By Robert Fisk
13 January, 2005
yields a world of clichés but here, for once, the first cliché
that comes to mind is true. Baghdad is a city of fear. Fearful Iraqis,
fearful militiamen, fearful American soldiers, fearful journalists.
That day upon which
the blessings of democracy will shower upon us, 30 January, is approaching
with all the certainty and speed of doomsday. The latest Zarqawi video
shows the killing of six Iraqi policemen. Each is shot in the back of
the head, one by one. A survivor plays dead. Then a gunman walks up
behind him and blows his head apart with bullets. These images haunt
everyone. At the al-Hurriya intersection yesterday morning, four truckloads
of Iraqi national guardsmen - the future saviours of Iraq, according
to George Bush - are passing my car. Their rifles are porcupine quills,
pointing at every motorist, every Iraqi on the pavement, the Iraqi army
pointing their weapons at their own people. And they are all wearing
masks - black hoods or ski-masks or keffiyahs that leave only slits
for frightened eyes. Just before it collapsed finally into the hands
of the insurgents last summer, I saw exactly the same scene in the streets
of Mahmoudiya, south of Baghdad. Now I am watching them in the capital.
At Kamal Jumblatt
Square beside the Tigris, two American Humvees approach the roundabout.
Their machine-gunners are shouting at drivers to keep away from them.
A big sign in Arabic on the rear of each vehicle says: "Forbidden.
Do not overtake this convoy. Stay 50 metres away from it."
The drivers behind
obey; they know the meaning of the "deadly force" which the
Americans have written on to their checkpoint signs. But the two Humvees
drive into a massive traffic jam, the gunners now screaming at us to
When a taxi which
does not notice the US troops blocks their path, the American in the
lead vehicle hurls a plastic bottle full of water on to its roof and
the driver mounts the grass traffic circle. A truck receives the same
treatment from the lead Humvee. "Go back," shouts the rear
gunner, staring at us through shades. We try desperately to turn into
Yes, the Russians
would probably have chucked hand grenades in Kabul. But here were the
terrified "liberators" of Baghdad throwing bottles of water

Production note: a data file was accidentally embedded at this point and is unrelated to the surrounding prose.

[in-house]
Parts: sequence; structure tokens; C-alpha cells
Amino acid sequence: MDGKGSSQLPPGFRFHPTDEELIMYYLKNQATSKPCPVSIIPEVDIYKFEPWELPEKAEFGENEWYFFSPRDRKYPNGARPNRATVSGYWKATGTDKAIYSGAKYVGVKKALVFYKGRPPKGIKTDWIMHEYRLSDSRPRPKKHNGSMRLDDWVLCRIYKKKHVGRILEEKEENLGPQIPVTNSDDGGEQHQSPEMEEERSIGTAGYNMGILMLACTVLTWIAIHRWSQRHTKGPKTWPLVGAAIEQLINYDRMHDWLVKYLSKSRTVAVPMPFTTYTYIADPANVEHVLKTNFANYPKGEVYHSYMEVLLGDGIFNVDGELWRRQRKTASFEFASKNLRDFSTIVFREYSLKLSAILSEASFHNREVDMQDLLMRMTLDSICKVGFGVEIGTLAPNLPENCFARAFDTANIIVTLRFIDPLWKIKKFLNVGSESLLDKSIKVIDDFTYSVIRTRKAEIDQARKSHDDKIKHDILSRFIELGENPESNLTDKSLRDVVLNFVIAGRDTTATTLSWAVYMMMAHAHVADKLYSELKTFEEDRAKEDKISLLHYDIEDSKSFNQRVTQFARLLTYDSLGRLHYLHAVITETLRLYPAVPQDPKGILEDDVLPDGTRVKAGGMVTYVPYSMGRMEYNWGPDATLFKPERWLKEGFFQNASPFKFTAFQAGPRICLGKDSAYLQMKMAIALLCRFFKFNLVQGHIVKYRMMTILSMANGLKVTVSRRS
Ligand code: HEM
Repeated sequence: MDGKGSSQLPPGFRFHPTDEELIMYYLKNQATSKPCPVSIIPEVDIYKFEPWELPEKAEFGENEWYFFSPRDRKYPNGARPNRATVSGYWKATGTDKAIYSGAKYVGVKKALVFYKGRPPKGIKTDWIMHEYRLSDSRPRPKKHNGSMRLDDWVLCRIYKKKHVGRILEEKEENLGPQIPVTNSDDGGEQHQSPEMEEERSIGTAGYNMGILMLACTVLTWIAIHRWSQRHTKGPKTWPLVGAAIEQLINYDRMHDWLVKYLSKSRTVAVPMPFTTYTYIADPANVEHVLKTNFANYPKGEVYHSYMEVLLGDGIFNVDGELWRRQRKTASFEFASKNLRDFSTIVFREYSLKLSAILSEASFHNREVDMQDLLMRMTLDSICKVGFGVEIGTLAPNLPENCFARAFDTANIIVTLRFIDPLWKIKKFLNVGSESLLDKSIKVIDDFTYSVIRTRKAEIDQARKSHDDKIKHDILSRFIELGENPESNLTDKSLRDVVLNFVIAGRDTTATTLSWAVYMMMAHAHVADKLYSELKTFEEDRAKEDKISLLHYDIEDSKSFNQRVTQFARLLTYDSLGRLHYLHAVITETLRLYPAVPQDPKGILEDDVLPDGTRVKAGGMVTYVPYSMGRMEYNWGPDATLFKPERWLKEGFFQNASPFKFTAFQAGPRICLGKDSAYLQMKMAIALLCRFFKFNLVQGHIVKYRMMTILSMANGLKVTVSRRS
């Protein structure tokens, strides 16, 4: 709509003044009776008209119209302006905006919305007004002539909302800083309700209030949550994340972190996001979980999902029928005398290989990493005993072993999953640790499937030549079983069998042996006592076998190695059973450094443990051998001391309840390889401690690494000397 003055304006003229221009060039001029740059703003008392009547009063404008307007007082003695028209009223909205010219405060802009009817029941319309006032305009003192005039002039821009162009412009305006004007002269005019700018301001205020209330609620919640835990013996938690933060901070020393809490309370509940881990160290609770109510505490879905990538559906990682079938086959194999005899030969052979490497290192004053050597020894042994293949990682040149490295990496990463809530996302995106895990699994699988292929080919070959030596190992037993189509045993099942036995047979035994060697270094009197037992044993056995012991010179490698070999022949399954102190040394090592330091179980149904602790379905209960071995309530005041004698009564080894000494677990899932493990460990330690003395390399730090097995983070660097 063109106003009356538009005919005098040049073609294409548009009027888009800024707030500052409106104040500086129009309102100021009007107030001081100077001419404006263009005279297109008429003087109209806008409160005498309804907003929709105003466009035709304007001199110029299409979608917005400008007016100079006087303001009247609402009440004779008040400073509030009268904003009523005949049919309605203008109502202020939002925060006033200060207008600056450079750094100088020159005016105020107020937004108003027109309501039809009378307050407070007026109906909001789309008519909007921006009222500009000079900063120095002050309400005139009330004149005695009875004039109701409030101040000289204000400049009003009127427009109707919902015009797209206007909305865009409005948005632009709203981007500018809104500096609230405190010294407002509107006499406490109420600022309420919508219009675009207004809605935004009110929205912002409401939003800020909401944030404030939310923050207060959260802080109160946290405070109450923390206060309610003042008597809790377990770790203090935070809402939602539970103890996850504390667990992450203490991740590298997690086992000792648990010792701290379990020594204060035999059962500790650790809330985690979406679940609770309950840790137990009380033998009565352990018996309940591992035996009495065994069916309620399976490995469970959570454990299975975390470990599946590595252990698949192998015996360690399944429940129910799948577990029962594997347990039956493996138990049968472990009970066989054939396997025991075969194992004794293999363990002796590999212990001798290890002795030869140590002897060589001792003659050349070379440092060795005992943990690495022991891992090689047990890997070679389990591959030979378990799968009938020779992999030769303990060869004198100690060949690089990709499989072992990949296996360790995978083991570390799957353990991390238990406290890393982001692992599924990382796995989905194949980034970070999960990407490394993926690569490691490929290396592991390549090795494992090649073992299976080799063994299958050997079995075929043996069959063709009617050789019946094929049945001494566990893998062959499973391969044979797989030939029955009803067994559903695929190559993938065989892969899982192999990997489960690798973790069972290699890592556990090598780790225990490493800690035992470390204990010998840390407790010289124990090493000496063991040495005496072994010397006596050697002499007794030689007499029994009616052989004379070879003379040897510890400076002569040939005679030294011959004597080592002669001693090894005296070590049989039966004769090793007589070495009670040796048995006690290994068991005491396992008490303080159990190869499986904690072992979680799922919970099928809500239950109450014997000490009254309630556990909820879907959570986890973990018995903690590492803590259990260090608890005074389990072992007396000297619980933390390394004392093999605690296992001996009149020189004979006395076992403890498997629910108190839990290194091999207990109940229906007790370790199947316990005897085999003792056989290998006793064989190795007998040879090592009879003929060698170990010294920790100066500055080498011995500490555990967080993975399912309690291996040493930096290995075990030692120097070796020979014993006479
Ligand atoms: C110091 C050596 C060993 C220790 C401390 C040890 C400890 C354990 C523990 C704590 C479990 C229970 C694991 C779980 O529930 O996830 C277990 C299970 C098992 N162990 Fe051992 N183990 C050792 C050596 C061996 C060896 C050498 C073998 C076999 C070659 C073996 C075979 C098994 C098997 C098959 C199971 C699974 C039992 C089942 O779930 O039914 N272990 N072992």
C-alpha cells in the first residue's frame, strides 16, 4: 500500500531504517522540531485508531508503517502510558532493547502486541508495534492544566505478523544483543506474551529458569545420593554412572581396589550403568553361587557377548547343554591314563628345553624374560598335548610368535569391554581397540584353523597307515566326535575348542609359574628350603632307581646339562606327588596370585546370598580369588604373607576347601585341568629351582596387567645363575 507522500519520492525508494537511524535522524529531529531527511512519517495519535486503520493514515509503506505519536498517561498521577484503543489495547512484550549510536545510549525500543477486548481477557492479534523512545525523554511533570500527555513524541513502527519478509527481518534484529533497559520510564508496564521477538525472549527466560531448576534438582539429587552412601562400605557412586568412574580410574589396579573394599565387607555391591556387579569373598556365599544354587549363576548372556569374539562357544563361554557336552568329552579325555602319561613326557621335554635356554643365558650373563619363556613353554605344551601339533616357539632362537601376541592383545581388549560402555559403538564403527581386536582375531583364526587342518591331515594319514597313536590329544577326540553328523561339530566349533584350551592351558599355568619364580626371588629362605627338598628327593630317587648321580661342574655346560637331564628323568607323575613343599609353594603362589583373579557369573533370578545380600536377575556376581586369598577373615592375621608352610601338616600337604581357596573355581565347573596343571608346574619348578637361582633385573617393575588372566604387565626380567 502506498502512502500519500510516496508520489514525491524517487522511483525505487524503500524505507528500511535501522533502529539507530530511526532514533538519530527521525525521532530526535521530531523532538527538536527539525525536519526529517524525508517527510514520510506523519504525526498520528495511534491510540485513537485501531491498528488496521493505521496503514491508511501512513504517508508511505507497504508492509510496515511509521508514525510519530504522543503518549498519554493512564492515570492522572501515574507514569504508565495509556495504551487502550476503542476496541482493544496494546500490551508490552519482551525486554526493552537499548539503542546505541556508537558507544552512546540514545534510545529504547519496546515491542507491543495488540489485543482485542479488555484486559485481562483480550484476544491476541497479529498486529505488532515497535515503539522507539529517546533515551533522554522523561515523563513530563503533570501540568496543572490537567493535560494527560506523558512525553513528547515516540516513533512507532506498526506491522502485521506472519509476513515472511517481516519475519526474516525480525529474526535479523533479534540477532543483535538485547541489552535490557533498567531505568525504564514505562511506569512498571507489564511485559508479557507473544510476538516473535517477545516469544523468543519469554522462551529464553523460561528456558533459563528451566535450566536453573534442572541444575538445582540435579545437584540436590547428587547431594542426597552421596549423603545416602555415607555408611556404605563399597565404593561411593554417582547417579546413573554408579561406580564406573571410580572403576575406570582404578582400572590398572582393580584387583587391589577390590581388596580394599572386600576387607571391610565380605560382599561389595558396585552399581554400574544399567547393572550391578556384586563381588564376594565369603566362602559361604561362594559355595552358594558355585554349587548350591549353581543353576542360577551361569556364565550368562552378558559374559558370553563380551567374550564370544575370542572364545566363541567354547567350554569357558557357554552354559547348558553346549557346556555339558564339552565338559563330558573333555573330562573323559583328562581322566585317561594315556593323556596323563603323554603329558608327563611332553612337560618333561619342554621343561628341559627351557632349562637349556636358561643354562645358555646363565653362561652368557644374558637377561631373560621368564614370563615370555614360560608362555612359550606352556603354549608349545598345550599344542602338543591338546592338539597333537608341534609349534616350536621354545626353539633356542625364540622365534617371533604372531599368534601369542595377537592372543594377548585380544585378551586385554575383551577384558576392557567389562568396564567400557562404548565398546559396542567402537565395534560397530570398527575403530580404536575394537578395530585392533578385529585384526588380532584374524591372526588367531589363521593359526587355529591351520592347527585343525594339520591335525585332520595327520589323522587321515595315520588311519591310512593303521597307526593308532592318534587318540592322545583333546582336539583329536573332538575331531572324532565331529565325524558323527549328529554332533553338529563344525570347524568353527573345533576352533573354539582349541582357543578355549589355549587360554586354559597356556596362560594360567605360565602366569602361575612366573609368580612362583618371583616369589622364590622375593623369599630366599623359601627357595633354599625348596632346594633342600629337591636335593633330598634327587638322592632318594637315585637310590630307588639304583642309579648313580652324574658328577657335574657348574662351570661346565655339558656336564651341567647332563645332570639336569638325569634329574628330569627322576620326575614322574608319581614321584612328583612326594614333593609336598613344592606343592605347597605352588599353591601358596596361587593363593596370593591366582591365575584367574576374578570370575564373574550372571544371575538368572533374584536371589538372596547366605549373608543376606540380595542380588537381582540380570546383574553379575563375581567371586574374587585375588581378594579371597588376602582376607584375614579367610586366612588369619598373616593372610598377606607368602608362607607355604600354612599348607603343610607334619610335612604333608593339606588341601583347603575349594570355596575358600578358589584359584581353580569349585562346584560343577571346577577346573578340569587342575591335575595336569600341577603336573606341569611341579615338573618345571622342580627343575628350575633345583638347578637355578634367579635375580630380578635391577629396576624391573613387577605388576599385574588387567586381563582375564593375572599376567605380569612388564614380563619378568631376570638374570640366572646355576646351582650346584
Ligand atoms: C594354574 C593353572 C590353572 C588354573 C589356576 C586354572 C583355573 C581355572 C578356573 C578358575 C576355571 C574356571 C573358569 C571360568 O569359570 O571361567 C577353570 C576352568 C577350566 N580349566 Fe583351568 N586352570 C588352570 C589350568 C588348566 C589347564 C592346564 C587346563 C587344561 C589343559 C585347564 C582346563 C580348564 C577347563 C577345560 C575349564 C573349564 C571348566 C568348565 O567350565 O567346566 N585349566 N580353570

at the Iraqis who are supposed to enjoy an American-imposed democracy
on 30 January.
The rear Humvee
has "Specialist Carrol" written on the windscreen. Specialist
Carrol, I am sure, regards every damn one of us as a potential suicide
bomber - and I can't blame him. One such bomber had just driven up to
the police station in Tikrit, north of Baghdad, and destroyed himself
and the lives of at least six policemen.
Round the corner,
I discover the reason for the jam: Iraqi cops are fighting off hundreds
of motorists desperate for petrol, the drivers refusing to queue any
longer for the one thing which Iraq possesses in Croesus-like amounts
I drop by the Ramaya
restaurant for lunch. Closed. They are building a 20-floor security
wall around the premises. So I drive to the Rif for a pizza, occasionally
tinkling the restaurant's piano while I watch the entrance for people
I don't want to see. The waiters are nervous. They are happy to bring
my pizza in 10 minutes. There is no one else in the restaurant, you
see, and they watch the road outside like friendly rabbits. They are
waiting for The Car.
I call on an old
Iraqi friend who used to publish a literary magazine during Saddam's
reign. "They want me to vote, but they can't protect me,"
he says. "Maybe there will be no suicide bomber at the polling
station. But I will be watched. And what if I get a hand-grenade in
my home three days' later? The Americans will say they did their best,
Allawi's people will say I am a 'martyr for democracy'. So, do you think
I'm going to vote?"
university - one of Iraq's best - students of English literature are
to face their end-of-term exam. January marks the end of the Iraqi semester.
But one of the students tells me that his fellow students had told their
teacher that - so fraught are the times - they were not yet prepared
for the examination. Rather than giving them all zeros, the teacher
meekly postpones the exam.
I drive back through
the al-Hurriya intersection beside the "Green Zone" and suddenly
there is a big black 4x4, filled with ski-masked gunmen. "Get back!"
they scream at every motorist as they try to cut across the median.
I roll the window down. The rear door of the 4x4 whacks open. A ski-masked
Westerner - blond hair, blue eyes - is pointing a Kalashnikov at my
car. "Get back!" he shrieks in ghastly Arabic. Then he clears
the median, followed by three armoured pick-ups, windows blacked, tyres
skidding on the road surface, carrying the sacred Westerners inside
to the dubious safety of the "Green Zone", the hermetically-sealed
compound from which Iraq is supposedly governed. I glance at the Iraqi
press. Colin Powell is warning of "civil war" in Iraq. Why
do we Westerners keep threatening civil war in a country whose society
is tribal rather than sectarian? Of all papers, it is the Kurdish Al
Takhri, loyal to Mustafa Barzani, which asks the same question. "There
has never been a civil war in Iraq," the editorial thunders. And
it is right.
So, "full ahead
both" for the dreaded 30 January elections and democracy. The American
generals - with a unique mixture of mendacity and hope amid the insurgency
- are now saying that only four of Iraq's 18 provinces may not be able
to "fully" participate in the elections.
Good news. Until
you sit down with the population statistics and realise - as the generals
all know - that those four provinces contain more than half of the population
Copyright: The Independent.